My philosophy in raising my own kids is that they should do a certain level of chores (age appropriate) with no money tied to it, just as a part of their contribution to the family/household. I started giving my teenager an allowance when she was in 1st grade - $5 a week...and she always has had the option of doing extra chores/work to earn more money.

I also think every person has their own natural tendencies, some are natural spenders (and keep themselves as clueless as possible to avoid the reality of money/budget) some natural savers. So you need to find out what your kids are, and try to teach them the skills that are appropriate for them as individuals. My teeanage is not a natural saver, so I set her up with an account that I deposit all of her allowance/earnings into - then she had to actually think about things before she pulls the money out.

That being said - it is always harder to keep to these plans in reality, than verbalizing them.

emmyjw said...

We are trying to teach the kids a the 10/10/80 rule, give 10% to charity (church,foodpantry,whatever need touches them) save 10%, and use the 80%. Of course what also needs to happen is helping them to learn that the more they save the quicker it adds up, how to shop and spend wisely, and I am planning on all of them taking consumer math in highschool to learn budgeting,checkbook use,etc...

emmyjw said...

PS, that 10/10/80 thing is in Katieo's fav finance book, but it is really close to what I was making the kids do anyways, the hard part is sticking to that as an adult...

Julie said...

I haven't finished reading through all the comments yet, but I wanted add that I have Moonjars for boys and even though we don't fully use them in the way they are intended, I really like the concept.
Here's a link:

Julie said...

eurydice, what is the name of the children's book you recommend?

Mrs. Furious said...

the book is HERE.

Mrs. Furious said...

Hey Julie,
is the moonjar (I did go look) a 33/33/33 thing?

" So you need to find out what your kids are, and try to teach them the skills that are appropriate for them as individuals."
Good point.

We're off to the homeschooling fair... I'll report back!

Julie said...

Mrs F, the moon jar does not have to split in thirds evenly...but you have 3 different little jars to put the money in.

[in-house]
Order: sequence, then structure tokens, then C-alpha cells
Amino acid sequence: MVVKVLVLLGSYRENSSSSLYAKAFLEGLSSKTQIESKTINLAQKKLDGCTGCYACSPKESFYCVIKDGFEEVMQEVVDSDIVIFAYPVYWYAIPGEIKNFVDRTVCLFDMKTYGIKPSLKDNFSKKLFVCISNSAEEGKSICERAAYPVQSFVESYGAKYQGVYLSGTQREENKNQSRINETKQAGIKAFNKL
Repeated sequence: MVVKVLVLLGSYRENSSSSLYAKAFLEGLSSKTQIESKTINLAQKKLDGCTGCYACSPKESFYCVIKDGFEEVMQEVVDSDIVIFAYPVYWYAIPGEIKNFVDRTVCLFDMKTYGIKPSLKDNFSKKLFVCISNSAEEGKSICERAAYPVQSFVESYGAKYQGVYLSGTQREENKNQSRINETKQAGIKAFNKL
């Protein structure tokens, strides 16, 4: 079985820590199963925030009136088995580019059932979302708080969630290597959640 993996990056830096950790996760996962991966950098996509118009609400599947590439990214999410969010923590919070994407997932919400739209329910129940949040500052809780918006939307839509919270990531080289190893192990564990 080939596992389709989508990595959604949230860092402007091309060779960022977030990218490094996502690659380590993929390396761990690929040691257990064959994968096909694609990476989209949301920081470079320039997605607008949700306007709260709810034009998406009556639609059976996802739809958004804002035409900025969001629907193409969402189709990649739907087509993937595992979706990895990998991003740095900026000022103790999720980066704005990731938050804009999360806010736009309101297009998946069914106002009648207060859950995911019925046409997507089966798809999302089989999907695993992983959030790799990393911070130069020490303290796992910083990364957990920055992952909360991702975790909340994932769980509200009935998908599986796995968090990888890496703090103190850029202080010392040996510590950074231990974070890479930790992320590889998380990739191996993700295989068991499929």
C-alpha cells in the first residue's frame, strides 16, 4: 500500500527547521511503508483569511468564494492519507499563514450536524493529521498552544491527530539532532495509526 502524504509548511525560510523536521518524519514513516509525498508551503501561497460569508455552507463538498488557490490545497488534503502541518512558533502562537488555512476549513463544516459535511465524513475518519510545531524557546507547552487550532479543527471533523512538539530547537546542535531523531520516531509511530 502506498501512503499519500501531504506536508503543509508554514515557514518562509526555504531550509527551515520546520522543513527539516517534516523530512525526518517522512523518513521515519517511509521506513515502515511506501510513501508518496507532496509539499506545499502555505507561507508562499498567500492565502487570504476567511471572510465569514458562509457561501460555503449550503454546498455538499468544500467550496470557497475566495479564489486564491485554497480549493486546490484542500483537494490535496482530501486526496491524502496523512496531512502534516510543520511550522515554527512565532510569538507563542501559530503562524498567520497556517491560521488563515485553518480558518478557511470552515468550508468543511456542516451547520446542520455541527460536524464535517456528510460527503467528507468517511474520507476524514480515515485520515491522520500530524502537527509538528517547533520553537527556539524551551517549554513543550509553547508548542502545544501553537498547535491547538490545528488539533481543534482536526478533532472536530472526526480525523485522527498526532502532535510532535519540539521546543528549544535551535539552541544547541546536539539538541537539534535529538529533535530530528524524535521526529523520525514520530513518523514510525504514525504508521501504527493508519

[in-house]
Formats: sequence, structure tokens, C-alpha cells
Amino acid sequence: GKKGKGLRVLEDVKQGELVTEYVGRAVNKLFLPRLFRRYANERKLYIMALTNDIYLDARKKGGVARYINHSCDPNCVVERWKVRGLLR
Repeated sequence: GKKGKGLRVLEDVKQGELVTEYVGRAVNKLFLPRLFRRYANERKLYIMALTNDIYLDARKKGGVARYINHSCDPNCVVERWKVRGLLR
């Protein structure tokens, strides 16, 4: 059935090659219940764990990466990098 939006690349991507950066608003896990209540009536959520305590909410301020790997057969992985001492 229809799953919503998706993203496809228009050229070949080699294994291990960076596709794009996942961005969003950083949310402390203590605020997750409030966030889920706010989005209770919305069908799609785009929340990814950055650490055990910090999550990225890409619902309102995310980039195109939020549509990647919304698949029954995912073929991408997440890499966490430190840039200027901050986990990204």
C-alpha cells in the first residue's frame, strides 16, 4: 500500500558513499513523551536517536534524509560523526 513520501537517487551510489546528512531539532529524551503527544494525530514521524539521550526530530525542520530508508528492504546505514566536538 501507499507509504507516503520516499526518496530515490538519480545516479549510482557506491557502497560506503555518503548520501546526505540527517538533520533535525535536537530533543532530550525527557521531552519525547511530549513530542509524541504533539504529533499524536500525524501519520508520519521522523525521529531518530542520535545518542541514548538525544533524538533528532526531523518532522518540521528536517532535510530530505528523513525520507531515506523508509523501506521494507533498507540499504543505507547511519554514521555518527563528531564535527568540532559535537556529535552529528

eurydice said...

for the record i am not ignoring your email - it's just my work address so i'll get to you (and read it) on monday! :)

Mrs. Furious said...

oh no big deal.... I figured as much! :)

Midge said... was totally me walking the dog in my bathrobe and pajamas. I'm hoping you only saw me 1 night out of the three?! :)

Laura said...

I didn't get an allowance growing up, and I didn't have set chores. When I asked my parents for something, I generally got it. However, before you think I was completely spoiled, let me add these things:
-My family didn't have a lot of money when growing up, and I learned very quickly what was reasonable to ask for and what wasn't. I didn't ask for a lot.
-When there were chores to be done, my mom asked me to help, and I did them.
-When I was about 17, I started working, just because it seemed like the "right" thing to do (most of my friends got afterschool jobs). I kept the money I earned in my own bank account and spent it as I wished. I could still ask my parents for money if I needed it, but again, I rarely asked.
-In college, my meal plan/housing was paid for, and I got $700/semester to buy books/non-campus food/whatever else I wanted. When that ran out, I could ask my parents for more. I rarely asked for more than $100 or so. All of this compared to my peers who complained about getting about $700 per MONTH.

Today, I'm a recent college graduate who's just started paying back student loans. My parents gave me bedroom furniture as a graduation gift, and now I am completely financially independent. I have a good job, and use an Excel spreadsheet to make a budget for myself. This includes rent, utilities, allowance for potential medical expenses, food, and "fun stuff" (anything else I want to buy). And most importantly, I save a small amount with each paycheck and put a large portion toward paying off my college loans. They have me set to be done in ten years, but I have planned to finish them in two because I want to go to business school then and don't want old loans hanging over my head.

So - I think I turned out pretty well, even though my parents' strategy was definitely lax. I guess the moral is that a LOT depends on your kid. Even with my mom's credit card in hand (she gave me a copy when I was 16 or so), I didn't abuse it, and only bought what I actually needed. Don't assume your kids will blow it - some can handle the responsibility.